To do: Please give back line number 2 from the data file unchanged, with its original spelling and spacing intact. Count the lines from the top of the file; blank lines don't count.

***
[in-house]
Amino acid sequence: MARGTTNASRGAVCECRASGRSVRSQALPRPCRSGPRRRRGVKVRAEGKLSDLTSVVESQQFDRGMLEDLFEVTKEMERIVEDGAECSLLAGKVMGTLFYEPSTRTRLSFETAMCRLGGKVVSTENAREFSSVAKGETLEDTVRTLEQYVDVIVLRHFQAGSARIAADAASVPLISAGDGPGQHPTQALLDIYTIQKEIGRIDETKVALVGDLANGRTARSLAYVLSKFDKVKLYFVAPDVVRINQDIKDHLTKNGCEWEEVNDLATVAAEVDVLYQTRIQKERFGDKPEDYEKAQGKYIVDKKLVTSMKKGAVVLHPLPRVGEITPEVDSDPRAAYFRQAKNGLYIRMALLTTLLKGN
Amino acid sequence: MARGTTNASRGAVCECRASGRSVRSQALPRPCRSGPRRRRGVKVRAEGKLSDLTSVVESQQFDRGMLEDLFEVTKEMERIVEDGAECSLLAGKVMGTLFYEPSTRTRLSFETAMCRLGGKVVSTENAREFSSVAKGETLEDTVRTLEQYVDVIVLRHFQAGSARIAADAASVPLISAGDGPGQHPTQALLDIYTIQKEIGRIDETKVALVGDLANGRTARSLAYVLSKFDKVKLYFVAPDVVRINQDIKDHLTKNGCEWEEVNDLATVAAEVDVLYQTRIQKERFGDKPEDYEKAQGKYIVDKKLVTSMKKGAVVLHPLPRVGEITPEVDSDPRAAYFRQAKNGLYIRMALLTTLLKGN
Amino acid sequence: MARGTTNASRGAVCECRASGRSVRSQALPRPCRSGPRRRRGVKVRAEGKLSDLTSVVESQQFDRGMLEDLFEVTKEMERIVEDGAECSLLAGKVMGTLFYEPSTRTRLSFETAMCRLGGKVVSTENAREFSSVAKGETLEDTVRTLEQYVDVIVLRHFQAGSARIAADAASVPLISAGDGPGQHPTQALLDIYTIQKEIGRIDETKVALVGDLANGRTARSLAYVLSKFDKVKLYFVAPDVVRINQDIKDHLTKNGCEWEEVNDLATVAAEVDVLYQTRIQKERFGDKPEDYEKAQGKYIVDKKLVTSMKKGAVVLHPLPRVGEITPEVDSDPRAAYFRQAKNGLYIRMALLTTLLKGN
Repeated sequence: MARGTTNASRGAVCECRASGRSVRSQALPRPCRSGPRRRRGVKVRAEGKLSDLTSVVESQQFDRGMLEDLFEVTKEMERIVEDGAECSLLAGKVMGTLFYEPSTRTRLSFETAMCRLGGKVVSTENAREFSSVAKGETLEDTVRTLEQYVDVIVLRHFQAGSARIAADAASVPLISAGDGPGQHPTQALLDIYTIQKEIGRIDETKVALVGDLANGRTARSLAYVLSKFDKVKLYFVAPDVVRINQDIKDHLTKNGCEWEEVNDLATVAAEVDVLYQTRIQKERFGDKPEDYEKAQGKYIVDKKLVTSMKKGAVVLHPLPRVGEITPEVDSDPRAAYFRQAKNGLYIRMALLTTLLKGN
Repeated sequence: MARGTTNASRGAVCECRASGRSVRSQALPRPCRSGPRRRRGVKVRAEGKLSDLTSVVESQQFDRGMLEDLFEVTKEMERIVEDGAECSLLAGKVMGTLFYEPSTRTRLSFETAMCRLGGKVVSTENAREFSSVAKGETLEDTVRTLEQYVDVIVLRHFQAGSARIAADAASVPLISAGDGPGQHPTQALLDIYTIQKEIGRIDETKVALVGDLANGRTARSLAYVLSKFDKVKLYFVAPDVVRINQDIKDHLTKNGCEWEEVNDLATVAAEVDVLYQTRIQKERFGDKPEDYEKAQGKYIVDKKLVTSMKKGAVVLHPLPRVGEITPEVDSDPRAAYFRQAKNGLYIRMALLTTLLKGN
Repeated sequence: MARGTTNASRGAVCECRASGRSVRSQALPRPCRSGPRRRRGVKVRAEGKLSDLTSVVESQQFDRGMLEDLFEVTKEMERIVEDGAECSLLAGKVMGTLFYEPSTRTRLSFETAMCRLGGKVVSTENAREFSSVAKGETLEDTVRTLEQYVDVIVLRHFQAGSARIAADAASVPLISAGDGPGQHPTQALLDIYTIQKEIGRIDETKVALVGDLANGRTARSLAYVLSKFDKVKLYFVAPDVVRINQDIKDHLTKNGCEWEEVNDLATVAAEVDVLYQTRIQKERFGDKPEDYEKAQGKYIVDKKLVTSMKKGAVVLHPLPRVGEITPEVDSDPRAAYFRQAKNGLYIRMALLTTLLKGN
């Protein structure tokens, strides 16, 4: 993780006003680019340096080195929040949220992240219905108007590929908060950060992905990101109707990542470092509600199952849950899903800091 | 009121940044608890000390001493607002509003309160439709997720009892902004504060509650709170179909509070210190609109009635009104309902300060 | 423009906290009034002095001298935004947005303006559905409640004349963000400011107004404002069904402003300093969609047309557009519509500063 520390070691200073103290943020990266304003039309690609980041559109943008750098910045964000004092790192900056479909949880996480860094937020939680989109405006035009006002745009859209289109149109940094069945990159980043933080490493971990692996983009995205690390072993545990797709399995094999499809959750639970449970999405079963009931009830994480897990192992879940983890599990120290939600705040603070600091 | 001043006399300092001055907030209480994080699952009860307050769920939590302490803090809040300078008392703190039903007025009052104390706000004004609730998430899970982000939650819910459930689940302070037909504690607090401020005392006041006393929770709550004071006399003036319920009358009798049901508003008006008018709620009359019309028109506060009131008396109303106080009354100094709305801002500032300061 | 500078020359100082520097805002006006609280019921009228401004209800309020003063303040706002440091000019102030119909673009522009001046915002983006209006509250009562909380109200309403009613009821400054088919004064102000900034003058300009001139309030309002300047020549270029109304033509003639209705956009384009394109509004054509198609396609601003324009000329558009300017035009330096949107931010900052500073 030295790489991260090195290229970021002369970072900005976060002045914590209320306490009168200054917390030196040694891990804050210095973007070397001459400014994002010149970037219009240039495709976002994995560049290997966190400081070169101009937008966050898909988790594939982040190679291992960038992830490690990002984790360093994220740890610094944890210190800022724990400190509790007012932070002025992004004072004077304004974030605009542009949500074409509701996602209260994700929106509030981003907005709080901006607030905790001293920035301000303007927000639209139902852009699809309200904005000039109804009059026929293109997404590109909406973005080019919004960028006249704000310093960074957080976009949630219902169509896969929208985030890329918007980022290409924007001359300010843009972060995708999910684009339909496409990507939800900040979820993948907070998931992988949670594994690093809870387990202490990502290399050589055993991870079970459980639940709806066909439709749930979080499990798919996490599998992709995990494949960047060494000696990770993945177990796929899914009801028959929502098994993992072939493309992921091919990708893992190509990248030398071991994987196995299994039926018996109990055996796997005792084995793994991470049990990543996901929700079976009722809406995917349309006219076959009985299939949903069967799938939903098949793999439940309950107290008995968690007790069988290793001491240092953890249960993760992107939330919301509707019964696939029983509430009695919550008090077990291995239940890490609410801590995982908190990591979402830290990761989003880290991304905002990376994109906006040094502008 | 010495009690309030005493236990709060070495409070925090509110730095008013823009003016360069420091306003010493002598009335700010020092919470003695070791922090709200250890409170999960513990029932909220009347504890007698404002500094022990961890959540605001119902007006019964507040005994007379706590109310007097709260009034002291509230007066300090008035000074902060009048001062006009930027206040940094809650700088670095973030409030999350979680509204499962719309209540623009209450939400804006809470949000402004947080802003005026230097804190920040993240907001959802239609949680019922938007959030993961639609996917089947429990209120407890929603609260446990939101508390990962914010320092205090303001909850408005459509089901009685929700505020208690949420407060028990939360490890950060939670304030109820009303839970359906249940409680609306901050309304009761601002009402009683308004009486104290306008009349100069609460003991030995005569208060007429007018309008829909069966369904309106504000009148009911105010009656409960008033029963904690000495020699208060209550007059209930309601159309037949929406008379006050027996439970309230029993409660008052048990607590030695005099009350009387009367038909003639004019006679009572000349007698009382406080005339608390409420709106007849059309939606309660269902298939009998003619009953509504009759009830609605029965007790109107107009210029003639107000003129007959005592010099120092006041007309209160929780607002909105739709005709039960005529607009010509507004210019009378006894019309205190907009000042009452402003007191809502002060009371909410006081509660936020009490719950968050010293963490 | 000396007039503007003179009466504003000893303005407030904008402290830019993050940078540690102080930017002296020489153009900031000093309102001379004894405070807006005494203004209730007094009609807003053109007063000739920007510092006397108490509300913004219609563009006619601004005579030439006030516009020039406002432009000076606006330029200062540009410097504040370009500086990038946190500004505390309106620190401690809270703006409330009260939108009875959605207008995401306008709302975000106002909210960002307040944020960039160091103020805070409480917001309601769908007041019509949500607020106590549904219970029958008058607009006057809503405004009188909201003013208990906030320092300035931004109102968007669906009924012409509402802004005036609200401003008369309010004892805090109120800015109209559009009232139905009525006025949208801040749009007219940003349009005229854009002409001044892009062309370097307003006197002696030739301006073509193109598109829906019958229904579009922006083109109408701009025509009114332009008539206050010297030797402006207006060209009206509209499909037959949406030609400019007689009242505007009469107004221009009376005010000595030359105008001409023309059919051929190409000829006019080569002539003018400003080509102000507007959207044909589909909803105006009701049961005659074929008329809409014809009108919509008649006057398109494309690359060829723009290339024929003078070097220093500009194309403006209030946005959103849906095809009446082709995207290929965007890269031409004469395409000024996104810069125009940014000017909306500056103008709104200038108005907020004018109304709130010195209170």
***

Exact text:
Amino acid sequence: MARGTTNASRGAVCECRASGRSVRSQALPRPCRSGPRRRRGVKVRAEGKLSDLTSVVESQQFDRGMLEDLFEVTKEMERIVEDGAECSLLAGKVMGTLFYEPSTRTRLSFETAMCRLGGKVVSTENAREFSSVAKGETLEDTVRTLEQYVDVIVLRHFQAGSARIAADAASVPLISAGDGPGQHPTQALLDIYTIQKEIGRIDETKVALVGDLANGRTARSLAYVLSKFDKVKLYFVAPDVVRINQDIKDHLTKNGCEWEEVNDLATVAAEVDVLYQTRIQKERFGDKPEDYEKAQGKYIVDKKLVTSMKKGAVVLHPLPRVGEITPEVDSDPRAAYFRQAKNGLYIRMALLTTLLKGN